History of Scientific Women

Cynthia Dwork is an American computer scientist at Harvard University, where she is Gordon McKay Professor of Computer Science, Radcliffe Alumnae Professor at the Radcliffe Institute for Advanced Study, and Affiliated Professor, Harvard Law School. She is a distinguished scientist at Microsoft Research.

Dwork received her B.S.E. from Princeton University in 1979, graduating Cum Laude, and receiving the Charles Ira Young Award for Excellence in Independent Research. Dwork received her Ph.D. from Cornell University in 1983 for research supervised by John Hopcroft.

Dwork is known for her research placing privacy-preserving data analysis on a mathematically rigorous foundation, including the co-invention of differential privacy, a strong privacy guarantee frequently permitting highly accurate data analysis (with McSherry, Nissim, and Smith, 2006). The differential privacy definition provides guidelines for preserving the privacy of people who may have contributed data to a dataset, by adding small amounts of noise either to the input data or to outputs of computations performed on the data. She uses a systems-based approach to studying fairness in algorithms including those used for placing ads. Dwork has also made contributions in cryptography and distributed computing, and is a recipient of the Edsger W. Dijkstra Prize for her early work on the foundations of fault-tolerant systems.

Her contributions in cryptography include Nonmalleable Cryptography with Danny Dolev and Moni Naor in 1991, the first lattice-based cryptosystem with Miklós Ajtai in 1997, which was also the first public-key cryptosystem for which breaking a random instance is as hard as solving the hardest instance of the underlying mathematical problem ("worst-case/average-case equivalence"). With Naor she also first presented the idea of, and a technique for, combating e-mail spam by requiring a proof of computational effort, also known as proof-of-work - a key technology underlying hashcash and bitcoin.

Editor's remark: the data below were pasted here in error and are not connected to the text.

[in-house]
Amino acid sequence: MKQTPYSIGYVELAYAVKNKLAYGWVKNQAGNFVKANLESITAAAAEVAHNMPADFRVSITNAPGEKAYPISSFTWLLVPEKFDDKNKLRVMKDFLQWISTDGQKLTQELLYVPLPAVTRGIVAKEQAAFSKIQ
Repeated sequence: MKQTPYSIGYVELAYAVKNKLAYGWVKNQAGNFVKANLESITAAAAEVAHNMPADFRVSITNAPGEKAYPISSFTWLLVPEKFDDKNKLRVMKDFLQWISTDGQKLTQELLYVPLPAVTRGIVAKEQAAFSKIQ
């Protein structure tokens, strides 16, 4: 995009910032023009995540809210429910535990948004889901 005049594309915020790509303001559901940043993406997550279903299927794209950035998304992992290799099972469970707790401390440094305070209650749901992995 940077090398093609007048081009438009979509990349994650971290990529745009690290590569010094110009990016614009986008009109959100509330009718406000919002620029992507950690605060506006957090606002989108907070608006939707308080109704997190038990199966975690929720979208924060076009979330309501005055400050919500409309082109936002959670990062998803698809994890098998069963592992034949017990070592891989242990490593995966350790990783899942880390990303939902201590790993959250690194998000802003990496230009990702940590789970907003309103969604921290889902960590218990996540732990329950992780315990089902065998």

She was elected as a Fellow of the American Academy of Arts and Sciences (AAAS) in 2008, as a member of the National Academy of Engineering in 2008,[citation needed] as a member of the National Academy of Sciences in 2014, as a fellow of the Association for Computing Machinery (ACM) in 2015, and as a member of the American Philosophical Society in 2016. She received the Dijkstra Prize in 2007 for her work on consensus problems together with Nancy Lynch and Larry Stockmeyer. In 2009 she won the PET Award for Outstanding Research in Privacy Enhancing Technologies. 2017 Gödel Prize was awarded to Cynthia Dwork, Frank McSherry, Kobbi Nissim and Adam Smith for their seminal paper that introduced differential privacy.

Source : Wikipedia